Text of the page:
One of the greatest discoveries of our time is that a man can alter the state of their life by altering the state of their mind.
The university most worthy of rational admiration is that one in which your lonely thinker can feel himself lonely, most positively furthered, and most richly fed.
Out of time we cut 'days' and 'nights', 'summers' and 'winters.' We say what, each part of the sensible continuum is, and all these abstract whats are concepts. The intelletual life of man consists almost wholly in his substitution of a conceptual order for the persceptual order in which his experience originally comes.
I have often thought the best way to define a man's character would be to seek out the particular mental or moral attitude in which, when it comes upon him, he felt himself most deeply and intensely active and alive. At such moments there is a voice inside which speaks and says: This is the real me!.
The essence of genius is to know what to overlook.
If my inborn faculties are good, I am a prophet; if poor, I am a failure: nature spews me out of her mouth, and there is an end of me.
Life is one long struggle between conclusions based on abstract ways of conceiving cases, and opposite conclusions prompted by our instinctive perception of them.
Our esteem for facts has not neutralized in us all religiousness. It is itself almost religious. Our scientific temper is devout.
We are stereotyped creatures, imitators and copiers of our past selves.
My first act of free will shall be to believe in free will.
Even if matter could do every outward thing that God does, the idea of it would not work as satisfactorily, because the chief callfor a God on modern men's part is for a being who will inwardly recognize them and judge them sympathetically. Matter disappoints this craving of our ego, so God remains for most men the truer hypothesis, and indeed remains so for definite pragmatic reasons.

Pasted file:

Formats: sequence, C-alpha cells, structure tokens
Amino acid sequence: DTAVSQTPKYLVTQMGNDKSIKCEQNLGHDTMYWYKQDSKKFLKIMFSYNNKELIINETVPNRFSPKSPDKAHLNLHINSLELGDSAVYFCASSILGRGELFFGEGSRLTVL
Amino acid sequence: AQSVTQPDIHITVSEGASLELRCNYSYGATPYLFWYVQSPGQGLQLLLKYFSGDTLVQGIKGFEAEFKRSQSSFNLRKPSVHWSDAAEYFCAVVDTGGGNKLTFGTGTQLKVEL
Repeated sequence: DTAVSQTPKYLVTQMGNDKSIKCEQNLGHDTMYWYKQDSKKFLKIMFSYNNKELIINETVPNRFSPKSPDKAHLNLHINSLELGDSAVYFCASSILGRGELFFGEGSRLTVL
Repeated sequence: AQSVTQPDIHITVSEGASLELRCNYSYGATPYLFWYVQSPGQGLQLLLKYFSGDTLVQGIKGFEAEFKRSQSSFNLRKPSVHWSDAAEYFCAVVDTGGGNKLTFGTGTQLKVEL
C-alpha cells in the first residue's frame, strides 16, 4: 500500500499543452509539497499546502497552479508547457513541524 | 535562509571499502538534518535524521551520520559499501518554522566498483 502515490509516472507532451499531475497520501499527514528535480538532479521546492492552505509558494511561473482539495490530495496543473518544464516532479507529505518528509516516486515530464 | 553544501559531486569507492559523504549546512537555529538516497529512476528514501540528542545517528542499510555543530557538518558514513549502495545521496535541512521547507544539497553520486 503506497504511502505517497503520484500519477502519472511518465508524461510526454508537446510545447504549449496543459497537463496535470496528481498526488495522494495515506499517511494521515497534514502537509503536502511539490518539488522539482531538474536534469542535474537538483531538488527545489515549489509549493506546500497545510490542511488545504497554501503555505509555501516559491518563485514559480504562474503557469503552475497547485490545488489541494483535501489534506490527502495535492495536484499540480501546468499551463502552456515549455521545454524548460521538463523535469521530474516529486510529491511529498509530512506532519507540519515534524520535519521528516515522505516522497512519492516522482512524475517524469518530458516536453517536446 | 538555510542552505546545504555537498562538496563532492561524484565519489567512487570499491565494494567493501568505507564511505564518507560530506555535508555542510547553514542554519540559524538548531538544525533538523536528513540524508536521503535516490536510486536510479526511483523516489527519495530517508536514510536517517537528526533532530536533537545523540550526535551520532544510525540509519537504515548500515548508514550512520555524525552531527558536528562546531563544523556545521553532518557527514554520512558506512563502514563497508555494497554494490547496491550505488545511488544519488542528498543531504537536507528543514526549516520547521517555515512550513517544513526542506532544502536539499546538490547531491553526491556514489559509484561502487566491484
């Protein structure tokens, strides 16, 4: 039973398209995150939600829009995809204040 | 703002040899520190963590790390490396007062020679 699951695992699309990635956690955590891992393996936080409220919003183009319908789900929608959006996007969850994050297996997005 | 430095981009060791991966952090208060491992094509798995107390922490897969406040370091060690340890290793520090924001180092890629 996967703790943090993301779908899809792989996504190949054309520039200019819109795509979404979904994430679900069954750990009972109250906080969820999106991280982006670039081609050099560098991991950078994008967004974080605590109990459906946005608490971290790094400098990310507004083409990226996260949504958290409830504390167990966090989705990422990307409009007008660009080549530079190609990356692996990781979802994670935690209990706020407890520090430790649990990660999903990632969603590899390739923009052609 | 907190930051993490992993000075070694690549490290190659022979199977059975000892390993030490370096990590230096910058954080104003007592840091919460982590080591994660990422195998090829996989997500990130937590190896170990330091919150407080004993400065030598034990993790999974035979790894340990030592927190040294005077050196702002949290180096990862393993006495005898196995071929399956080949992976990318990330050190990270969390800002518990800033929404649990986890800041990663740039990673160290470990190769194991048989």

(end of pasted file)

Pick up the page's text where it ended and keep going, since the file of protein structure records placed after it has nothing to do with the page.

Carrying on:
Despair lames most people, but it wakes others fully up.
Every time a resolve or a fine glow of feeling evaporates without bearing practical fruit is worse than a chance lost; it works to hinder future resolutions and emotions from taking the normal path of discharge. There is no more contemptible type of human character than that of the nerveless sentimentalist and dreamer, who spends his life in a weltering sea of sensibility and emotion, but who never does a manly concrete deed.
Do something everyday for no other reason than you would rather not do it, so that when the hour of dire need draws nigh, it may find you not unnerved and untrained to stand the test.
The difference between the first and second-best things in art absolutely seems to escape verbal definition -- it is a matter of a hair, a shade, an inward quiver of some kind -- yet what miles away in the point of preciousness!
Let sanguine healthy-mindedness do its best with its strange power of living in the moment and ignoring and forgetting, still the evil background is really there to be thought of, and the skull will grin in at the banquet.
Knowledge about life is one thing; effective occupation of a place in life, with its dynamic currents passing through your being, is another.
There is a stream, a succession of states, or waves, or fields (or whatever you please to call them), of knowledge, of feeling, of desire, of deliberation, etc., that constantly pass and repass, and that constitute our inner life.